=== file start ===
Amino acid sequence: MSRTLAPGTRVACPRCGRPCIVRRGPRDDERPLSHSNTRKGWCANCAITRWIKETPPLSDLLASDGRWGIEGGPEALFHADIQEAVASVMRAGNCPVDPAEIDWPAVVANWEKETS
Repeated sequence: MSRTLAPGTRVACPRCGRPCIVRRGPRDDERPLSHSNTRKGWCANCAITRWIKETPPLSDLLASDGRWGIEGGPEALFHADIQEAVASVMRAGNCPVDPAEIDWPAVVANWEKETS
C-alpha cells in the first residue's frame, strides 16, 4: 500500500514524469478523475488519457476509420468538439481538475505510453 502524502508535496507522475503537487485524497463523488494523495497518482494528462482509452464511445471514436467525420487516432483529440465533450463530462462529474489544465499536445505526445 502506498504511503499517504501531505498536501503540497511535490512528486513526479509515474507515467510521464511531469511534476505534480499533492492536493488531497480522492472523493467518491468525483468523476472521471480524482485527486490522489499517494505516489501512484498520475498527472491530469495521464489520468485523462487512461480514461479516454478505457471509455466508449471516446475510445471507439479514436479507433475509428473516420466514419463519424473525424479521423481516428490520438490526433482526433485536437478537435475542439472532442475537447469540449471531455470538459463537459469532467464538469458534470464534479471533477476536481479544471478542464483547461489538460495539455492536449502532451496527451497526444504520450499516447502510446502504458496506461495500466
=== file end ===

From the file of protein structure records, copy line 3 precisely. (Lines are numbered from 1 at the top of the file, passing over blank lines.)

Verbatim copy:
C-alpha cells in the first residue's frame, strides 16, 4: 500500500514524469478523475488519457476509420468538439481538475505510453 502524502508535496507522475503537487485524497463523488494523495497518482494528462482509452464511445471514436467525420487516432483529440465533450463530462462529474489544465499536445505526445 502506498504511503499517504501531505498536501503540497511535490512528486513526479509515474507515467510521464511531469511534476505534480499533492492536493488531497480522492472523493467518491468525483468523476472521471480524482485527486490522489499517494505516489501512484498520475498527472491530469495521464489520468485523462487512461480514461479516454478505457471509455466508449471516446475510445471507439479514436479507433475509428473516420466514419463519424473525424479521423481516428490520438490526433482526433485536437478537435475542439472532442475537447469540449471531455470538459463537459469532467464538469458534470464534479471533477476536481479544471478542464483547461489538460495539455492536449502532451496527451497526444504520450499516447502510446502504458496506461495500466